The altered immune function in AIDS patients leads to an altered ability of the macrophages to clear out accumulated lipoid material within alveoli and an increased susceptibility to opportunistic infections. A systematic review of Indian cases of PAP was done by Hadda et al.[3] in 2016. As per this review, out of 30 reported cases, 24 had primary PAP. Remaining six patients were labeled as secondary PAP related to cyclosporine or mycophenolate, cotton dust exposure, sandstone exposure, glass cutting, and fiber exposure or nocardia. Concomitant infections were seen in four patients, Mycobacterium tuberculosis in two and P. carinii in two patients.

Similarly, Khan et al.[4] also published a case series from another Indian tertiary care hospital. This study had five patients with idiopathic PAP and one patient with secondary PAP due to Nocardia.

In neither of these two studies was a case with AIDS, PAP, and pulmonary cancer reported.

PAP has been described in association with cancers, both pulmonary (small cell cancer, non-small cell cancer, squamous cell carcinoma, and adenocarcinoma) and extra-pulmonary.

The lung cancer may occur prior to[5] coincidentally with[5] or after many years of diagnosis of PAP.[6]

In both PAP and adenocarcinoma, the alveoli are filled with a low-density material, the alveolar septa thicken but the underlying parenchymal architecture remains normal.

Solid lung cancers causing PAP have not been extensively studied. As the patient was otherwise tolerating his antiretroviral therapy over two years with a normal CD4 count, considering the slow progression of the disease, the PAP was likely secondary to malignancy.

The importance of diagnosing the etiology for the management of a disease cannot be overemphasized especially in a rare disorder like PAP. However, due to the complex pathophysiology of PAP, diagnostic modalities to differentiate the underlying cause in presence of two potential causes of secondary PAP are lacking. The presentation of retroviral disease with adenocarcinoma of lung with PAP is extremely rare and to the best of our knowledge, this is the first reported case in India.


We would like to thank doctors and nursing and supporting staff of Intensive Respiratory Care Unit, Department of Chest Medicine and EPRC.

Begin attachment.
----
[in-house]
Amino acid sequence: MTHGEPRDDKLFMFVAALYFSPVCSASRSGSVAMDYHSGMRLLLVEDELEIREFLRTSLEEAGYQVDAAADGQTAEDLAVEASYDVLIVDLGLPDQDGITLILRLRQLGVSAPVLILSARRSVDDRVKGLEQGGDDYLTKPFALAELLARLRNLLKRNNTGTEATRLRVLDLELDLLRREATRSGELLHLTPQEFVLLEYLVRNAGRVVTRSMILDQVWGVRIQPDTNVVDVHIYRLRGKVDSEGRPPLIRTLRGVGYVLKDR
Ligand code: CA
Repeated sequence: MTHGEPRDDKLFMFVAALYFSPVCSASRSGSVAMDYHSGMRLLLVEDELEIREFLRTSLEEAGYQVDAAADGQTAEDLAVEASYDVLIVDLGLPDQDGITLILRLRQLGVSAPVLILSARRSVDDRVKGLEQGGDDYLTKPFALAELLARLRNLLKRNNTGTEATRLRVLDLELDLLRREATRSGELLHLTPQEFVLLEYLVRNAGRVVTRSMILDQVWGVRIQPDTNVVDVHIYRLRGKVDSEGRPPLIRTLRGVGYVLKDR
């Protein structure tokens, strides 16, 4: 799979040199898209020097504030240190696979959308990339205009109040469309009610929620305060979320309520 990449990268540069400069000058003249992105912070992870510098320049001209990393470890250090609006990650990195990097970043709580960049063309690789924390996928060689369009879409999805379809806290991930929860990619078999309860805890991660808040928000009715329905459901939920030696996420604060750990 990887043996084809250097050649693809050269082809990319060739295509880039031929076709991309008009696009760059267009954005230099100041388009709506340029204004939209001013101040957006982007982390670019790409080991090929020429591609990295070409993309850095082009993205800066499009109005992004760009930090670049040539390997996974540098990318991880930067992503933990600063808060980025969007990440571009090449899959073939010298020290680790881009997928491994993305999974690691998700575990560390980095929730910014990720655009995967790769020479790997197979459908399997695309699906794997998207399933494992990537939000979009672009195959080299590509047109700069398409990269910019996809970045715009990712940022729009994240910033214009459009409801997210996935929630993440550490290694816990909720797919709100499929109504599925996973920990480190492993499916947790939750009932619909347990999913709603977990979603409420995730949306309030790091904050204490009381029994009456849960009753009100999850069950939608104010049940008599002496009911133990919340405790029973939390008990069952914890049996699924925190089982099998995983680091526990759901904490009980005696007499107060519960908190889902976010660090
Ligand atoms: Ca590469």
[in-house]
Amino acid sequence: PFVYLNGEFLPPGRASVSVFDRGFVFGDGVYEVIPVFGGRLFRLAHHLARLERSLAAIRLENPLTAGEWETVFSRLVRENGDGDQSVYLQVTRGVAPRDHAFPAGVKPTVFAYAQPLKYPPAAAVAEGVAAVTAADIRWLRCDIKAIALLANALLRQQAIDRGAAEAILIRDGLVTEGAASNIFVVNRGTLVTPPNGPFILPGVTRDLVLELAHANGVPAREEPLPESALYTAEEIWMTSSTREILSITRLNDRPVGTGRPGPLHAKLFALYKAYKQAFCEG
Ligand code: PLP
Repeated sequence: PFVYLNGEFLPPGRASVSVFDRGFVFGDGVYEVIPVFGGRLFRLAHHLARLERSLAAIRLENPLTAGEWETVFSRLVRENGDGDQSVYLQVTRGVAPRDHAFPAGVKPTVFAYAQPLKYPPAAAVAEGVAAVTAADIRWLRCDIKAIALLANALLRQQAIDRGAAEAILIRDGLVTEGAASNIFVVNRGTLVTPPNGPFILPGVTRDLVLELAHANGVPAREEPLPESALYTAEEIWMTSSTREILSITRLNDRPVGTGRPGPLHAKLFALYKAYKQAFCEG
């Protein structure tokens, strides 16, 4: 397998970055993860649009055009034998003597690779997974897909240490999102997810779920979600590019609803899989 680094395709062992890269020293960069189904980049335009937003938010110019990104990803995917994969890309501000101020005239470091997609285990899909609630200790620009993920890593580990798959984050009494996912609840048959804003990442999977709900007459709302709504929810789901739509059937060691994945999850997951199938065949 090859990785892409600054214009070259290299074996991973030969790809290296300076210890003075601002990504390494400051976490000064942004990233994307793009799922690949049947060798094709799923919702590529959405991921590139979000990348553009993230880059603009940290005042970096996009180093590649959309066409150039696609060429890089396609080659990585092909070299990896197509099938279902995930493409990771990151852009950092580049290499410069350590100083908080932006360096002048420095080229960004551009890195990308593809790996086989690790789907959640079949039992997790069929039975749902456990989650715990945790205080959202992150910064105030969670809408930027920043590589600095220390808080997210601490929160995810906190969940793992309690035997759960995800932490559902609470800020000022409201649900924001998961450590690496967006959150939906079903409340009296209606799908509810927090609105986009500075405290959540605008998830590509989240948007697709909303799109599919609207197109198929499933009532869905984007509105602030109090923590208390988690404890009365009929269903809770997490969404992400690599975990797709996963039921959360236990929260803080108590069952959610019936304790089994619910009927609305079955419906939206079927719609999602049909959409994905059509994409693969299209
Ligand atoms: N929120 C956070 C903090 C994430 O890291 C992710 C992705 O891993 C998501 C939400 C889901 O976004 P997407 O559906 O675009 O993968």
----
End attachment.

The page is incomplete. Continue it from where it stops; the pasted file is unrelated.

Financial support and sponsorship


Conflicts of interest

There are no conflicts of interest.

   References Top

Feng Y, Zhao J, Yang Q, Xiong W, Zhen G, Xu Y, et al. Pulmonary melanoma and “crazy paving” patterns in chest images: A case report and literature review. BMC Cancer 2016;16:592.  Back to cited text no. 1
Floarea-Strat A, Grigoraş A, Dobrescu G, Grigoraş C, Creţeanu M, Teodorescu I. Pulmonary alveolar proteinosis in AIDS patients. Rev Med Chir Soc Med Nat Iasi 2004;108:287-9.  Back to cited text no. 2
Hadda V, Tiwari P, Madan K, Mohan A, Gupta N, Bharti SJ, et al. Pulmonary alveolar proteinosis: Experience from a tertiary care center and systematic review of Indian literature. Lung India 2016;33:626-34.  Back to cited text no. 3
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Khan A, Agarwal R, Aggarwal AN, Bal A, Sen I, Yaddanapuddi LN, et al. Experience with treatment of pulmonary alveolar proteinosis from a tertiary care centre in north India. Indian J Chest Dis Allied Sci 2012;54:91-7.  Back to cited text no. 4
Su KC, Lay SL, Perng RP, Chang SC, Chen YM. Lung cancer may develop subsequently or coincidently with pulmonary alveolar proteinosis. Lung Cancer 2007;58:144-8.  Back to cited text no. 5
Iwakami S, Fujii M, Tsutsumi T, Sekimoto Y, Jo H, Hara M, et al. Autoimmune pulmonary alveolar proteinosis with primary lung cancer in a patient of very advanced years. Geriatr Gerontoly Int 2015;15:666-7.  Back to cited text no. 6


  [Figure 1], [Figure 2]